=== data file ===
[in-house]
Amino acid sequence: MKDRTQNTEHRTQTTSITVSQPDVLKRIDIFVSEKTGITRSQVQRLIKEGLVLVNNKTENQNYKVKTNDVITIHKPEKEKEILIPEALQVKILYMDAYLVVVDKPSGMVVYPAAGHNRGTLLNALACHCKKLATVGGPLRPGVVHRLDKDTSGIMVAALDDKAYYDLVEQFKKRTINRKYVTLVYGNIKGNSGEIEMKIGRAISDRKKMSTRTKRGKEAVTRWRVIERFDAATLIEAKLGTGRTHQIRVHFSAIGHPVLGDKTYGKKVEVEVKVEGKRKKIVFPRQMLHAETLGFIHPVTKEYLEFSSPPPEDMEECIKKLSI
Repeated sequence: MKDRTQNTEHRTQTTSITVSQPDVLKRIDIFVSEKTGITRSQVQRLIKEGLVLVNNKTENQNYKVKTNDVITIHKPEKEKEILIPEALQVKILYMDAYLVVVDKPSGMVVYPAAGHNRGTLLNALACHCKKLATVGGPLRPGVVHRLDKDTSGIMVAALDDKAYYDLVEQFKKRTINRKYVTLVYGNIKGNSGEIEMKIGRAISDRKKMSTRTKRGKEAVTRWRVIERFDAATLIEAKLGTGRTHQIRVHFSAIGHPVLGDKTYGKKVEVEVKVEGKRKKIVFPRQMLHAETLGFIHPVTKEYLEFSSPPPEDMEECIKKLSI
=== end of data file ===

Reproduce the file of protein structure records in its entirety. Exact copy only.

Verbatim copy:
[in-house]
Amino acid sequence: MKDRTQNTEHRTQTTSITVSQPDVLKRIDIFVSEKTGITRSQVQRLIKEGLVLVNNKTENQNYKVKTNDVITIHKPEKEKEILIPEALQVKILYMDAYLVVVDKPSGMVVYPAAGHNRGTLLNALACHCKKLATVGGPLRPGVVHRLDKDTSGIMVAALDDKAYYDLVEQFKKRTINRKYVTLVYGNIKGNSGEIEMKIGRAISDRKKMSTRTKRGKEAVTRWRVIERFDAATLIEAKLGTGRTHQIRVHFSAIGHPVLGDKTYGKKVEVEVKVEGKRKKIVFPRQMLHAETLGFIHPVTKEYLEFSSPPPEDMEECIKKLSI
Repeated sequence: MKDRTQNTEHRTQTTSITVSQPDVLKRIDIFVSEKTGITRSQVQRLIKEGLVLVNNKTENQNYKVKTNDVITIHKPEKEKEILIPEALQVKILYMDAYLVVVDKPSGMVVYPAAGHNRGTLLNALACHCKKLATVGGPLRPGVVHRLDKDTSGIMVAALDDKAYYDLVEQFKKRTINRKYVTLVYGNIKGNSGEIEMKIGRAISDRKKMSTRTKRGKEAVTRWRVIERFDAATLIEAKLGTGRTHQIRVHFSAIGHPVLGDKTYGKKVEVEVKVEGKRKKIVFPRQMLHAETLGFIHPVTKEYLEFSSPPPEDMEECIKKLSI